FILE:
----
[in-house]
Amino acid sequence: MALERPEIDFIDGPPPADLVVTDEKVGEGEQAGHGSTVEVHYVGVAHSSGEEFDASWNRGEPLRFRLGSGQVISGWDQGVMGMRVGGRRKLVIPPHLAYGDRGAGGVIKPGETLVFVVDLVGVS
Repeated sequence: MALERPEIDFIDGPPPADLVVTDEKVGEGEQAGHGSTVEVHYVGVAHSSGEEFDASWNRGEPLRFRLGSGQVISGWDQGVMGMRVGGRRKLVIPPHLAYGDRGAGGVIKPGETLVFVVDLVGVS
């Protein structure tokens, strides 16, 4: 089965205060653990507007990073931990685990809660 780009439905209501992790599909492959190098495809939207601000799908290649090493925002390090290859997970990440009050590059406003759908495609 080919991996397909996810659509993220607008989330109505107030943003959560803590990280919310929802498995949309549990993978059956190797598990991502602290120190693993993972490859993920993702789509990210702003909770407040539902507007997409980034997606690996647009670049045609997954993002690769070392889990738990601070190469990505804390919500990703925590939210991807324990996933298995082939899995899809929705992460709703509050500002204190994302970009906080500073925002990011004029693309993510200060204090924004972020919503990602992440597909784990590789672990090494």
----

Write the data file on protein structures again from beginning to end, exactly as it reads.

[in-house]
Amino acid sequence: MALERPEIDFIDGPPPADLVVTDEKVGEGEQAGHGSTVEVHYVGVAHSSGEEFDASWNRGEPLRFRLGSGQVISGWDQGVMGMRVGGRRKLVIPPHLAYGDRGAGGVIKPGETLVFVVDLVGVS
Repeated sequence: MALERPEIDFIDGPPPADLVVTDEKVGEGEQAGHGSTVEVHYVGVAHSSGEEFDASWNRGEPLRFRLGSGQVISGWDQGVMGMRVGGRRKLVIPPHLAYGDRGAGGVIKPGETLVFVVDLVGVS
């Protein structure tokens, strides 16, 4: 089965205060653990507007990073931990685990809660 780009439905209501992790599909492959190098495809939207601000799908290649090493925002390090290859997970990440009050590059406003759908495609 080919991996397909996810659509993220607008989330109505107030943003959560803590990280919310929802498995949309549990993978059956190797598990991502602290120190693993993972490859993920993702789509990210702003909770407040539902507007997409980034997606690996647009670049045609997954993002690769070392889990738990601070190469990505804390919500990703925590939210991807324990996933298995082939899995899809929705992460709703509050500002204190994302970009906080500073925002990011004029693309993510200060204090924004972020919503990602992440597909784990590789672990090494």